Online grocery is booming, but it’s leaving behind a large swath of America’s 38 million food stamp recipients.
In the past year, as vulnerable people steer clear of in-person grocery visits, grocery delivery services saw their sales grow 53%, according to research firm eMarketer. But while health officials have pitched grocery delivery as a vital way to stay safe during the pandemic, families that rely on Supplemental Nutrition Assistance Program (SNAP) benefits — a stipend of, on average, just $4.17 per day that helps low-income families buy groceries — are mostly barred from paying for groceries online.
This isn’t a new issue, and in April 2019 the U.S. Department of Agriculture — the federal department that oversees SNAP — launched a pilot in New York state with Amazon, Walmart and Shop-Rite that let SNAP recipients pay for groceries virtually. In the past year, that pilot has ballooned. Now, 47 states — soon 48 — allow SNAP recipients to buy groceries online from pre-approved retailers. But the approved retailers list is small. Although there are a few regional stores now enrolled in the SNAP pilot, most prominently Texas’s H-E-B, the pilot is largely centered around three companies — Amazon, Walmart and Aldi. And while the USDA claims that the pilot covers “over 90%” of households, only a handful of the small and medium-sized groceries that service much of the U.S. are approved to accept SNAP payments online.
According to Sylvain Perrier, CEO of grocery e-commerce platform Mercatus, that’s less because of lack of interest from retailers than because of the slowness of the approval process. Many of his clients, he said, are on the waiting to list to be approved. “I know of at least twenty,” he said. And beyond the slow approval process, there are other issues that impede retailers from accepting orders from SNAP customers, including the fact that the USDA doesn’t allow SNAP customers to pay for delivery costs with their benefits. While larger grocers are able to afford workarounds, smaller retailers risk losing a meaningful share of their customers.
For those who can’t yet accept online payments by EBT card — the debit-card-like payment system for SNAP recipients that is loaded with monthly food assistance money — there are some alternative options. A few grocers, like Kroger and Hy-Vee, have crafted ways for SNAP recipients to use their EBT cards on curbside pickup orders. And other companies, while not part of the official USDA pilot, are also providing services to SNAP recipients: Instacart, for instance, will deliver groceries for SNAP recipients who order from Aldi.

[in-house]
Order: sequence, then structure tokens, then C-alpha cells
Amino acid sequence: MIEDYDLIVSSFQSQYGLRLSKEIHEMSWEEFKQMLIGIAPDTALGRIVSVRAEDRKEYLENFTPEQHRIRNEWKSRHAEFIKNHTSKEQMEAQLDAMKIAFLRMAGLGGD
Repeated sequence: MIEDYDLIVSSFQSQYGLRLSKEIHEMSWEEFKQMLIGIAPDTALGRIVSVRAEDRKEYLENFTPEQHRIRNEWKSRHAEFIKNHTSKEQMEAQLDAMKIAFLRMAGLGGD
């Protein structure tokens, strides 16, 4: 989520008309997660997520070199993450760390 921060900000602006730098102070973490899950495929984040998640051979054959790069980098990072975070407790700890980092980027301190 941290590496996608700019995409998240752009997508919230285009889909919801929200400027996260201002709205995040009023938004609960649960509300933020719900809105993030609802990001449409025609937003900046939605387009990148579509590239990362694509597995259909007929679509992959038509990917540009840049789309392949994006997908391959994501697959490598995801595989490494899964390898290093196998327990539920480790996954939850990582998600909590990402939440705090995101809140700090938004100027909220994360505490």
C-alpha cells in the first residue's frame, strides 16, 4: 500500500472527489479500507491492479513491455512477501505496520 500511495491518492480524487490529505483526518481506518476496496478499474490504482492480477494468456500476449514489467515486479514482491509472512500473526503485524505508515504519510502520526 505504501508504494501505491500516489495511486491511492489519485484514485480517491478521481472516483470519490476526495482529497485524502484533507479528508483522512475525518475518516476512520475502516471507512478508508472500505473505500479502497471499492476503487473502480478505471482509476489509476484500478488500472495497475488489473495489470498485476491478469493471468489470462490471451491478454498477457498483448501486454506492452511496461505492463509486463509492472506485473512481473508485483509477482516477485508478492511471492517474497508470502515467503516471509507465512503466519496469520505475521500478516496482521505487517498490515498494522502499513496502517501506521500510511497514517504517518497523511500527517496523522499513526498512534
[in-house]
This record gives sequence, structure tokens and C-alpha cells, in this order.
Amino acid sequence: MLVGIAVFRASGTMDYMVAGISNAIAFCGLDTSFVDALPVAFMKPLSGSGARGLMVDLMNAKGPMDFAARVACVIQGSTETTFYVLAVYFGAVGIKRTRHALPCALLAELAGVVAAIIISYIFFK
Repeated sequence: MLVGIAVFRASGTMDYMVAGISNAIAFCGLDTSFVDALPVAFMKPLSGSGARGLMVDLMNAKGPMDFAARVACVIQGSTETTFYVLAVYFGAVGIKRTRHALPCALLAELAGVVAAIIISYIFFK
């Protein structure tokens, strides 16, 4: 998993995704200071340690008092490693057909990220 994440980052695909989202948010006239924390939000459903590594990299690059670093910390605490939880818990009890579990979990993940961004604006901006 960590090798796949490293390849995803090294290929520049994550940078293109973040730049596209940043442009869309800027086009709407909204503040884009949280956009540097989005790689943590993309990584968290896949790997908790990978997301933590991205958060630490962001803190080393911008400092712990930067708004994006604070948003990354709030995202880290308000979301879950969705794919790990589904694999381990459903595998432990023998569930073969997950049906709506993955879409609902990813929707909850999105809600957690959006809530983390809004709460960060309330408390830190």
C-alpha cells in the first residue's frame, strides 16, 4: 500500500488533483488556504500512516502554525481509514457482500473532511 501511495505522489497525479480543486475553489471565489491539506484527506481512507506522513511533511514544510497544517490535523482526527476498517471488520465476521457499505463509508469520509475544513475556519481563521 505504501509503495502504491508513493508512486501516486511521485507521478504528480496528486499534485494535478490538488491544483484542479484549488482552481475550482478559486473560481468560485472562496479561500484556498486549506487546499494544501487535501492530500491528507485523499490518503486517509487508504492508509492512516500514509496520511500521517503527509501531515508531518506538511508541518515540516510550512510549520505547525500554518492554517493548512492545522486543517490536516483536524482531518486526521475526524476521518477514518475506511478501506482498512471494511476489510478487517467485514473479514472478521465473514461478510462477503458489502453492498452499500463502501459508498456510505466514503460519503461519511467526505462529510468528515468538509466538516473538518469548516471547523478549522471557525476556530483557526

The rapid growth of the USDA pilot is a positive sign, said Eric J. Brandt, a researcher at the University of Michigan who studies health and nutrition policy. “That expansion happened really quickly, where states were able to jump on board,” he said. But when it comes to actually approving retailers to accept SNAP payments within those states, “the expansion to add grocers has happened slower than I imagined.”
The process is complicated, and it requires retailers to receive approval both from the USDA and state-level authorities, then implement e-commerce software that meets the government’s safety standards. To speed up the process, a number of software companies — like Stor.AI, Mercatus and Cardknox — have rolled out platforms that could securely accept EBT payments. Perrier of Mercatus said that the USDA and the states are currently reviewing his system, which Mercatus announced last month. Though his should be available soon, he expected, however, that it would be another “12 to 18 months” before SNAP payment systems would be available on a widespread basis.
Because the USDA has to approve retailers, a good software system can’t immediately democratize online grocery access. But Brandt said that, should one of these software companies prove their value to the USDA, that could open up EBT payments to all kinds of grocery stores overnight. “If there is one common technology platform that can be shared across retailers, then that’s easier for retailers to be approved,” Brandt said.
There are other, structural hurdles to making online grocery accessible to all SNAP recipients. Every grocer has a limited delivery radius, and a number of SNAP recipient fall outside of it. According to a December 2019 study conducted by Brandt, 60.9% of SNAP recipients in rural food deserts are fully outside the delivery range for any online grocer, meaning they couldn’t get grocery deliveries even if their local store offered online EBT payments.
Another barrier is the high cost of grocery deliveries in the first place. The USDA doesn’t allow recipients to spend SNAP money on delivery fees. That might be less of a problem at Walmart and Amazon, which offer free delivery once a certain purchase price minimum is met, but it puts more regional grocery stores out of the question for SNAP recipients. “I think some of the smaller stores wouldn’t be able to absorb that cost of delivery,” said Stephanie Rogus, a professor of nutrition at New Mexico State University.
Perrier noted that many grocers have waived their shipping and processing fees for SNAP customers, but foregoing that income might be much more tenable for a large grocer like Walmart than for a smaller one. And some of those grocers that can’t accept SNAP customers, said Perrier, might start to hurt from it, should online grocery gain wider acceptance. Grocers located in food deserts and discount retailers in particular rely on SNAP customers, and Perrier said he knows of some for whom SNAP customers represent as much as 30% of their overall business. Until they are allowed to accept EBT payments online, “those dollars are migrating away from you to another retailer,” he said.